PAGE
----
Located at the intersection Margaret Street and Hodson Place, the tower dates back to the late 1850s and was built by Liverpool’s first water engineer, Thomas Duncan. Tony McDonough reports
A mystery buyer has paid £71,000 for the Victorian Everton Water Tower – one of Liverpool’s most striking landmarks.
Located at the intersection Margaret Street and Hodson Place, the tower dates back to the late 1850s and was built by Liverpool’s first water engineer, Thomas Duncan, as part of Victorian improvements to public health and sanitation.
Stood at the top of Everton Brow, the structure is visible from some distance away and the property also includes an electricity substation which has rights across the site.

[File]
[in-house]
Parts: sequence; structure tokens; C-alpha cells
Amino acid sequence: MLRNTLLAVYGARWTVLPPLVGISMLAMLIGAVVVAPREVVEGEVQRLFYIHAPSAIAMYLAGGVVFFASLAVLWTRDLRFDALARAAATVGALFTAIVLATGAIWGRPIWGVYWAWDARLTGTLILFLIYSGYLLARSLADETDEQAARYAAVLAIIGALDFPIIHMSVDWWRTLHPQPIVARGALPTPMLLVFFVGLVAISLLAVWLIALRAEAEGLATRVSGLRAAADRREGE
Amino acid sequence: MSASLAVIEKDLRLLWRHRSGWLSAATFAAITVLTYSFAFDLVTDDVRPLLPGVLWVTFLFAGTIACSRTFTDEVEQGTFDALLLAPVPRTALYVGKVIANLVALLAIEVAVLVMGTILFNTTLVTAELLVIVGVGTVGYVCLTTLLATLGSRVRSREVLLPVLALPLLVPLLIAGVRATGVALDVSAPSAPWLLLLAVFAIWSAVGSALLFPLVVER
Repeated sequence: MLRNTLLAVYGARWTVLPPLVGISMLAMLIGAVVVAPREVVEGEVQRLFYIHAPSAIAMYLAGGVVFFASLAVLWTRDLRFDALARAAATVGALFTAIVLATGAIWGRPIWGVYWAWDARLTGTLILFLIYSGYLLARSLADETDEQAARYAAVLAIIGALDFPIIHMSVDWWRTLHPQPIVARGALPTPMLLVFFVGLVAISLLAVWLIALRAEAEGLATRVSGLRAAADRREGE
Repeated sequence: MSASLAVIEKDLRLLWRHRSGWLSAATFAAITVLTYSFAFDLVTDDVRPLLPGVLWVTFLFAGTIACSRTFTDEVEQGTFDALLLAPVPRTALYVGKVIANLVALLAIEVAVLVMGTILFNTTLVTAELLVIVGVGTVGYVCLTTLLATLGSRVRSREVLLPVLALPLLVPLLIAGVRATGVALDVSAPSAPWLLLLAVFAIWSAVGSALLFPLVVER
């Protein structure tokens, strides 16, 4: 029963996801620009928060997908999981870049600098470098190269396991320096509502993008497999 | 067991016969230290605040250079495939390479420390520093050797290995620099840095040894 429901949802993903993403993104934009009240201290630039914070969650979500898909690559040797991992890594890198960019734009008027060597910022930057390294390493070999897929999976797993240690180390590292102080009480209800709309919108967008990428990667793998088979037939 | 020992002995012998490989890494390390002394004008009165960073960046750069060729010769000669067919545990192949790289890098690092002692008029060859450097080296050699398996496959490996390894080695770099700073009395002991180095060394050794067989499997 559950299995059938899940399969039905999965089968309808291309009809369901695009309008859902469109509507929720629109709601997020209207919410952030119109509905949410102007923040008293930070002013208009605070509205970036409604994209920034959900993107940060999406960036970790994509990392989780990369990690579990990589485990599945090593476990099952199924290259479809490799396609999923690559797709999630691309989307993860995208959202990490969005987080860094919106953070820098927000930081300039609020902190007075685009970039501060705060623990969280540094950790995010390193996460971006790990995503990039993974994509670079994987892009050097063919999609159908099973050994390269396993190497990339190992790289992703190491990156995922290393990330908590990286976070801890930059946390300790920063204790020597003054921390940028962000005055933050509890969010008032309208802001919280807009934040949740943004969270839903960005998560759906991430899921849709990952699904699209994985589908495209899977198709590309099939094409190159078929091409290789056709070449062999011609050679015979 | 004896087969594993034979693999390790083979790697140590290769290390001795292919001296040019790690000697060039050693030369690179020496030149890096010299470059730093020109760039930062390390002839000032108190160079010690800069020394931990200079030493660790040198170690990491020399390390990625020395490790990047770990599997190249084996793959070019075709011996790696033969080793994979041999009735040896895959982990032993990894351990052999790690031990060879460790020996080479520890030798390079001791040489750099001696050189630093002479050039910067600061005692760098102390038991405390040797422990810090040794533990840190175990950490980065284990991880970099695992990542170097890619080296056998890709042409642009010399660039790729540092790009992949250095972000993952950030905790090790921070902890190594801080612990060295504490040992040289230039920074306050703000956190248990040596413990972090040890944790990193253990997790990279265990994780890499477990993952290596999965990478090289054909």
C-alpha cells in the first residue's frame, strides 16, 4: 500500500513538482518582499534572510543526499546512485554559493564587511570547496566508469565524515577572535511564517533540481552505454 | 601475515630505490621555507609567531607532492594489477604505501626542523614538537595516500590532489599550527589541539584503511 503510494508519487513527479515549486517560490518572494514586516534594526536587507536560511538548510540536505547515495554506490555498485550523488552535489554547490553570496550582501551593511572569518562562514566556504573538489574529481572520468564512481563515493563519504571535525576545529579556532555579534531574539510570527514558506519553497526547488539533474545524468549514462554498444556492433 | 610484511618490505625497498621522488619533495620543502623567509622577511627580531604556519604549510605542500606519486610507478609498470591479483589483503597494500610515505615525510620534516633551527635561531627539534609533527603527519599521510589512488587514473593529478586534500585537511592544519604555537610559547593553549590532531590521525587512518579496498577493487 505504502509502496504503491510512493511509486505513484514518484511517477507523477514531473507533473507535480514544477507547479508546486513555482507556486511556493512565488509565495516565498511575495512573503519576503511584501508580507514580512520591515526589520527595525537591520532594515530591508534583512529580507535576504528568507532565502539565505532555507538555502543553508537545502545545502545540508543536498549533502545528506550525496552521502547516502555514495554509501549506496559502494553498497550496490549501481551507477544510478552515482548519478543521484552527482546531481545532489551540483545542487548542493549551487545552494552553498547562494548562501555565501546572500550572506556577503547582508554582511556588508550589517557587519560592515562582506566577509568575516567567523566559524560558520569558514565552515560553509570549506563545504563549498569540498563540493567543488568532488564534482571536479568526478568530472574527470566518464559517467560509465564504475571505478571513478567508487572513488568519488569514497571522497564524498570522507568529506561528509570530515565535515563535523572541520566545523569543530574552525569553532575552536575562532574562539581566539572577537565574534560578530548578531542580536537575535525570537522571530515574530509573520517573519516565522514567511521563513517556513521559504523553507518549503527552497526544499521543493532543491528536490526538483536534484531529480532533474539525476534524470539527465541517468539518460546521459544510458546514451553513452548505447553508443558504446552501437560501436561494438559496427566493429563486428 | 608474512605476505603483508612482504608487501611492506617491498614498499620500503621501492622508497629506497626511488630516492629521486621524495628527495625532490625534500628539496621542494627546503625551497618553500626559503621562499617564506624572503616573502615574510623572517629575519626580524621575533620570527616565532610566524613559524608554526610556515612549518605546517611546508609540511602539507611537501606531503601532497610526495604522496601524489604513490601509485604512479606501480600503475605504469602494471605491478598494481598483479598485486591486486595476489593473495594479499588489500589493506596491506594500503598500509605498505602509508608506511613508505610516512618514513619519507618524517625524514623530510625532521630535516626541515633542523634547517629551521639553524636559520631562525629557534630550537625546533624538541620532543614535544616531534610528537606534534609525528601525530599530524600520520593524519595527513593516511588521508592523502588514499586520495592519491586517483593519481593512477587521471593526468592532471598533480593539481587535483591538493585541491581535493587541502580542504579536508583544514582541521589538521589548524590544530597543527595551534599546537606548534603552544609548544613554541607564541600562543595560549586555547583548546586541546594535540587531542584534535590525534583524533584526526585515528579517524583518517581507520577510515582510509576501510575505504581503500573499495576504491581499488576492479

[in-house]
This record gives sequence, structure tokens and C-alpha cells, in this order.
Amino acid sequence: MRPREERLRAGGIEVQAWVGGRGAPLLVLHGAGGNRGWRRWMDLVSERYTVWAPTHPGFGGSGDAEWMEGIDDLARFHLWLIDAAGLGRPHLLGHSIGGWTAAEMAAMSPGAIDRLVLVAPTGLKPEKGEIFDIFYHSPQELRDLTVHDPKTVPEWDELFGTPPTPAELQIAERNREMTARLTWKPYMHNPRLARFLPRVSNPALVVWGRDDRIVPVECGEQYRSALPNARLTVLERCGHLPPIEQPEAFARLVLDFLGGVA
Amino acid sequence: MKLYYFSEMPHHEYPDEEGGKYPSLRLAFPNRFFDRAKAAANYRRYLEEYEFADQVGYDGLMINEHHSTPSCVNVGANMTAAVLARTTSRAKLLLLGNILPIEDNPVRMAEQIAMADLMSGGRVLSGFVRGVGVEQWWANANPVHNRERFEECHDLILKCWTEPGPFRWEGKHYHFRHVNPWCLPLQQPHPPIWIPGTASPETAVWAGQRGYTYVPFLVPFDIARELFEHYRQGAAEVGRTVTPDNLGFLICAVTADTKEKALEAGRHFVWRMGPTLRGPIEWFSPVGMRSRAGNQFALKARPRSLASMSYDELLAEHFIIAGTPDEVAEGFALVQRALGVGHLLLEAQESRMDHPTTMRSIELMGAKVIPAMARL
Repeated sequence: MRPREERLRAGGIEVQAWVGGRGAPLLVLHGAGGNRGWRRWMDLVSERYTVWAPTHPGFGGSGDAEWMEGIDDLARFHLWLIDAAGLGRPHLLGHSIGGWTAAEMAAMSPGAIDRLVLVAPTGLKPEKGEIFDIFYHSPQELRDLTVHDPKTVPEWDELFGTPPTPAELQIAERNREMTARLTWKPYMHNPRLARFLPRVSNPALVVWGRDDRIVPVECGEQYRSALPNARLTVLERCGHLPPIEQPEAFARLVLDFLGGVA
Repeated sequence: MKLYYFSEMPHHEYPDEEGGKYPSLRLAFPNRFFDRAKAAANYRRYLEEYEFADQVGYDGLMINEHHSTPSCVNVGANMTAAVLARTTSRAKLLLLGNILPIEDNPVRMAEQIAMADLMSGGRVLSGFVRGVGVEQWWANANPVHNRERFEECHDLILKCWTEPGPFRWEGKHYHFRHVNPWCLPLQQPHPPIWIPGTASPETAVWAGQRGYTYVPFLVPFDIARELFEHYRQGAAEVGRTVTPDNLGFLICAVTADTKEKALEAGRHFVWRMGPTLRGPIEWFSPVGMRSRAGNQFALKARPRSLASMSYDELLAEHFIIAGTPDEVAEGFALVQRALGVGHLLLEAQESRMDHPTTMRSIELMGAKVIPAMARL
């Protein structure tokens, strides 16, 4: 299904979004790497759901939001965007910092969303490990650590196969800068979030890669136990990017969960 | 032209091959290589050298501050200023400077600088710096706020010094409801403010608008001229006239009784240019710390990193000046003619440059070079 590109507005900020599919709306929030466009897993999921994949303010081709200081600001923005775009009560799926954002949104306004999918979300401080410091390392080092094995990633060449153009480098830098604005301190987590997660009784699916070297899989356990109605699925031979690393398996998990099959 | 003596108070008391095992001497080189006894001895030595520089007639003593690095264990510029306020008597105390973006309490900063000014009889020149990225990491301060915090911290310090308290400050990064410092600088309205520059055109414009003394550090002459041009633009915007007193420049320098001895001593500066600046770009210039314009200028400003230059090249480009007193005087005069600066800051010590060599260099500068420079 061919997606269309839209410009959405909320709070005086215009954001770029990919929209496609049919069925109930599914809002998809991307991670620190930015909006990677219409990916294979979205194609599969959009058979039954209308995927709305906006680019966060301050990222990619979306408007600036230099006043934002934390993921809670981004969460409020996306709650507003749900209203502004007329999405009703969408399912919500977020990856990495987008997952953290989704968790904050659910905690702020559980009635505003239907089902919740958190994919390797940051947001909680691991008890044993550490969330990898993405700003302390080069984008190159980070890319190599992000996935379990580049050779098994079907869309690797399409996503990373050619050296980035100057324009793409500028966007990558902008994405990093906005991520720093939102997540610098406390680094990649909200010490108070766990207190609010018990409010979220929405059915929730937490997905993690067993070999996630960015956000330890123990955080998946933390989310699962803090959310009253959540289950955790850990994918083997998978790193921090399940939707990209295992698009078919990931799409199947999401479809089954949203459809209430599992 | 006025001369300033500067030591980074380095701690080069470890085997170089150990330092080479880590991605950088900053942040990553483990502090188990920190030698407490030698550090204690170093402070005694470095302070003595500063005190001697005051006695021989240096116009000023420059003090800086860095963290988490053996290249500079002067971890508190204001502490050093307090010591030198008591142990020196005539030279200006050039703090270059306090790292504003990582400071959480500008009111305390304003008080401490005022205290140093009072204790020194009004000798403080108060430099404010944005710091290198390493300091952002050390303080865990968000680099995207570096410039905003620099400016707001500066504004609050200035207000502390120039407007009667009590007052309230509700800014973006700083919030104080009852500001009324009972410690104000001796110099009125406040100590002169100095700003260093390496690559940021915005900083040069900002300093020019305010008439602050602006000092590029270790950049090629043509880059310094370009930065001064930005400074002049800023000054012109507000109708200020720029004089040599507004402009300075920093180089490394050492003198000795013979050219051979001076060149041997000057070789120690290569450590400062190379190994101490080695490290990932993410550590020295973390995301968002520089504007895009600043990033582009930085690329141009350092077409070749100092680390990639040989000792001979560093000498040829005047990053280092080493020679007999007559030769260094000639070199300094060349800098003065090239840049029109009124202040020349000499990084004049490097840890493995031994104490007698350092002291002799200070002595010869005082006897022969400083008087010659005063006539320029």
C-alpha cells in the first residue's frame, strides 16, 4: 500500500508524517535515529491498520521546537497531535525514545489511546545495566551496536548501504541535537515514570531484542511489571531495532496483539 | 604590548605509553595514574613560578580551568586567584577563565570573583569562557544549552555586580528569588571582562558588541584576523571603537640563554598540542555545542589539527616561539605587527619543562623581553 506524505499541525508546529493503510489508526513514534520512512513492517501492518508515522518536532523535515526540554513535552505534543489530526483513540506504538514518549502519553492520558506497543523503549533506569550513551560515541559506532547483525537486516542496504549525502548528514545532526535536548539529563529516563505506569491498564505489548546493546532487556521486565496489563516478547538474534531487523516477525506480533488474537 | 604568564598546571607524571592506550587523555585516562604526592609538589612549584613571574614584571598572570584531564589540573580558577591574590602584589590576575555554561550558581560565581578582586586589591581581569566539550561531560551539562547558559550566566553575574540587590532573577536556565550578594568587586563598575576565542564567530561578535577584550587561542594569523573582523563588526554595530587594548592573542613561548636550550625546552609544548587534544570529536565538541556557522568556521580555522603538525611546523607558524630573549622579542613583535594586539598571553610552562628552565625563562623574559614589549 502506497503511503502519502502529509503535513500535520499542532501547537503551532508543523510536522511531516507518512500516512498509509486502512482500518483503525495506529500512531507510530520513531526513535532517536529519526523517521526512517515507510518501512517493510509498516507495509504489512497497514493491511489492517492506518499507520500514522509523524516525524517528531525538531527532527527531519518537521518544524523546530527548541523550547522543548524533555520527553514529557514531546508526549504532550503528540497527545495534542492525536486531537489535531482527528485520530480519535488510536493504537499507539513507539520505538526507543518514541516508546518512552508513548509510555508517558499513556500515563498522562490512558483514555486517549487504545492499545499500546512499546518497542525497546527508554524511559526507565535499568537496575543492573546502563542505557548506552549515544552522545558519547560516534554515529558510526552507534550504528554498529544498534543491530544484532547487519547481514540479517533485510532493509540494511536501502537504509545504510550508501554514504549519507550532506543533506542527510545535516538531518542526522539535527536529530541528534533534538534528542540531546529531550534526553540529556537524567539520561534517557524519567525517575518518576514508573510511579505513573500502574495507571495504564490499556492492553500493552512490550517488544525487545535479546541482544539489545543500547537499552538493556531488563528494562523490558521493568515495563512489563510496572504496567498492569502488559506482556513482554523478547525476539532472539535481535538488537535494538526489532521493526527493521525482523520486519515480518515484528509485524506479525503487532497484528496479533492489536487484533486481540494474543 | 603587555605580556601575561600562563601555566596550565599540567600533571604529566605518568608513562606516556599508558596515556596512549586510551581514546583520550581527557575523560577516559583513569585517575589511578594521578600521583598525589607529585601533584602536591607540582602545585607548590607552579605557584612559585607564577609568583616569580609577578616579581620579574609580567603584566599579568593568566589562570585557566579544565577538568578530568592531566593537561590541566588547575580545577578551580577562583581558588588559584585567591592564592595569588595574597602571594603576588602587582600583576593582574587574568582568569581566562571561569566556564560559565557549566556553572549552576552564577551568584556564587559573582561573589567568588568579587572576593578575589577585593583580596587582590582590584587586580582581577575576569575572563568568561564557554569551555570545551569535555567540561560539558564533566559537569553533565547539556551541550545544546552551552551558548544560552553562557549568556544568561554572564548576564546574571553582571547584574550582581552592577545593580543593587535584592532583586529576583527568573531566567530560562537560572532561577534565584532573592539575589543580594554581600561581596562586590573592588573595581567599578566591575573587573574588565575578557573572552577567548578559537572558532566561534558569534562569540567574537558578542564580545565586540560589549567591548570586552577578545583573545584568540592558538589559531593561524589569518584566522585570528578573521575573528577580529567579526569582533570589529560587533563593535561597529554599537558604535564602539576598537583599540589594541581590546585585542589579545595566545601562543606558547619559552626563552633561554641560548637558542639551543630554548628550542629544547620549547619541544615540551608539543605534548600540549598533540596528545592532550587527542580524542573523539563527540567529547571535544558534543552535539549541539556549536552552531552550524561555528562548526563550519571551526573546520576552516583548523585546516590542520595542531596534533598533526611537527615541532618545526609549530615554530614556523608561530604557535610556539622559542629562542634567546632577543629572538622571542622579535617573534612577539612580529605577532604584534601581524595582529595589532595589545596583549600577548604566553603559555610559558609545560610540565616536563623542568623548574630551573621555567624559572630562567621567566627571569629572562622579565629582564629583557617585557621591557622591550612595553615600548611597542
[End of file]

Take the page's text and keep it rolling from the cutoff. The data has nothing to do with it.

The building went under the hammer at auction in Manchester without a reserve price and was sold for £71,000. Auctioneer Pugh says it does not reveal the identity of buyers so, for the moment, their identity and their plans, remain under wraps.
Prior to the auction Pugh managing director Paul Thompson said: “This is a unique building and one that is an important part of Victorian Liverpool. It will be fantastic if it can be given a new lease of life and, not surprisingly, we have had high levels of interest.”
Pugh generated strong results at its first property auction of 2019 in Manchester and Leeds last week, with more than £14m of sales and 73% of the listed properties sold.
Mr Thompson said: “Despite the continuing uncertainty in the wider property market we were really pleased to see such strong demand for the lots going under the hammer in our packed February auction rooms.
“We also had a record number of former banks in our catalogue and we achieved a 100% success rate with these properties.”
Pugh also launched an online auction capability last month, achieving a 100% success rate at its first sale. The firm’s next online auction, which closes on March 14, features two parcels of land being auctioned on behalf of the Government’s housing accelerator, Homes England.